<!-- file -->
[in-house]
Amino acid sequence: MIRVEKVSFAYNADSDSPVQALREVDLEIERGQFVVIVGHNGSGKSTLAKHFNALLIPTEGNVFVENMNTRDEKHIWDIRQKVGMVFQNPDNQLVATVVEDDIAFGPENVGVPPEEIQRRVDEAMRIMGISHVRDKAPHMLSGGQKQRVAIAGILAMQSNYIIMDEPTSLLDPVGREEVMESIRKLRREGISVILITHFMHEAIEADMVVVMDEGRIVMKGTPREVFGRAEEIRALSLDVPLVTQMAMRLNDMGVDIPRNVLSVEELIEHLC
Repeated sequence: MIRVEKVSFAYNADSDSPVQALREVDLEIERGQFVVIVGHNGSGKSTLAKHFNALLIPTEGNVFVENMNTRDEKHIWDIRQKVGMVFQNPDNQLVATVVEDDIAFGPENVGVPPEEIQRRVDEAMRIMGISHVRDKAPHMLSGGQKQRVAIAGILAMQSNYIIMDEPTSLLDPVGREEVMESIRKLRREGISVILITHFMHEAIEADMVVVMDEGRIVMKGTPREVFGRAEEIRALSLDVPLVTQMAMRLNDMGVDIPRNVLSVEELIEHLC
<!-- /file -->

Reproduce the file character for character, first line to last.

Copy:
[in-house]
Amino acid sequence: MIRVEKVSFAYNADSDSPVQALREVDLEIERGQFVVIVGHNGSGKSTLAKHFNALLIPTEGNVFVENMNTRDEKHIWDIRQKVGMVFQNPDNQLVATVVEDDIAFGPENVGVPPEEIQRRVDEAMRIMGISHVRDKAPHMLSGGQKQRVAIAGILAMQSNYIIMDEPTSLLDPVGREEVMESIRKLRREGISVILITHFMHEAIEADMVVVMDEGRIVMKGTPREVFGRAEEIRALSLDVPLVTQMAMRLNDMGVDIPRNVLSVEELIEHLC
Repeated sequence: MIRVEKVSFAYNADSDSPVQALREVDLEIERGQFVVIVGHNGSGKSTLAKHFNALLIPTEGNVFVENMNTRDEKHIWDIRQKVGMVFQNPDNQLVATVVEDDIAFGPENVGVPPEEIQRRVDEAMRIMGISHVRDKAPHMLSGGQKQRVAIAGILAMQSNYIIMDEPTSLLDPVGREEVMESIRKLRREGISVILITHFMHEAIEADMVVVMDEGRIVMKGTPREVFGRAEEIRALSLDVPLVTQMAMRLNDMGVDIPRNVLSVEELIEHLC